I frequently get the chance to communicate with CEOs and management of multi-nationals and SME’s about the worth of top talent to their company. I have arrived at the following findings:

* Capable executives are commonly inspired and drawn by the possibility of individual improvement as opposed to substantial compensation.

* Top talent appeals to other top natural talent – a firm with talented executives is much more likely to appeal to other such applicants.

* It frequently happens that a corporation full of leading talent will get bigger quicker, recognised as a market leader and yield more profits than its rivals.

I forecast that the subject of talent engagement will be one of the fundamental factors for years to come. The present-day and forthcoming supply of talented executives are impacted with expected transformations in population demographics, more astute possible hires, technological innovation and globalisation. Without a process to recognise talent, bolster the abilities of current leaders and raise the number of individuals in the management pipeline, a organization is more probable to be unsuccessful.

The labour sector is currently particularly tough in a number of economies and with many markets having issues discovering appropriate talented executives for fundamental business positions, all points to the reality that holding onto talent ought to be a high priority. It is my viewpoint that businesses without a very clear method for discovering and keeping talent will overlook opportunities and have a higher chance of failing.

Various important points to think about in producing a retention strategy:

1. Identify the people who are the most important to keep hold of.

2. Understand the environmental ‘push and pull’ variables that support retention.

3. Establish an employee value proposition for high potential-high value employees and put together techniques to put into action this proposition.

4. Talent management is not limited to HR, it is something that each individual leader should do and be responsible for.

I am frequently asked if executive search firms are not at the root of corporate retention issues? To be honest, the answer is absolutely no. Needless to say if there was total retention in businesses then executive search firms would likely not exist, however retention is in fact to our advantage. If recruited individuals promptly move on, in the end neither clients nor candidates will take the phone calls of executive search consultants who are not capable, or reluctant to match up the requirements of the client and or candidate. I am confident that a value-oriented model will outlive and go beyond a transactional model. The executive search consultants who have an understanding of this are the ones that help develop their industrial sectors.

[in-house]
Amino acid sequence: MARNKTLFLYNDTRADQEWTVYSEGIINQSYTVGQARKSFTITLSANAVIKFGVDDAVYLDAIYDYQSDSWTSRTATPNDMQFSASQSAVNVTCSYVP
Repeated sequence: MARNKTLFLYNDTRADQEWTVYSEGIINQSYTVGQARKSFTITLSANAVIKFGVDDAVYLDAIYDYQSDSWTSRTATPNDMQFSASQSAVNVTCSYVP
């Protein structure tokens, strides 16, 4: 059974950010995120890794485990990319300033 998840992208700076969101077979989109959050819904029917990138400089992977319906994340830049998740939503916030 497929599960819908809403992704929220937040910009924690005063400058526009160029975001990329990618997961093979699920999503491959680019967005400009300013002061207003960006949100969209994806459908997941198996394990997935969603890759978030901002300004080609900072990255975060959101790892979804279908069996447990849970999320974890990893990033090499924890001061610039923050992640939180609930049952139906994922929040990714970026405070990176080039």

Being successful in discovering talented people will lead to recurring business. Search firms who line up their pursuits with their own clients’ have a substantially better prospect of being successful in every search, in doing so having a much better chance of repeat business. Effective executive search consultants compel both the client and the candidate to make great and in some cases tough decisions. Without trust this would not be feasible – the emphasis should be on solutions, not just positionings.

As the marketplace for executive talent becomes more and more fluid, as actual and recognized loyalty of the employee to the employer diminishes, firms without a very clear method for discovering and keeping talent will miss out on opportunities and in due course be unsuccessful.

Executive search firm TRANSEARCH International has representation in most of the major economic centres of the world with 59 offices in 37 countries. TRANSEARCH International was founded in 1982 and is a leading international executive search search firm.
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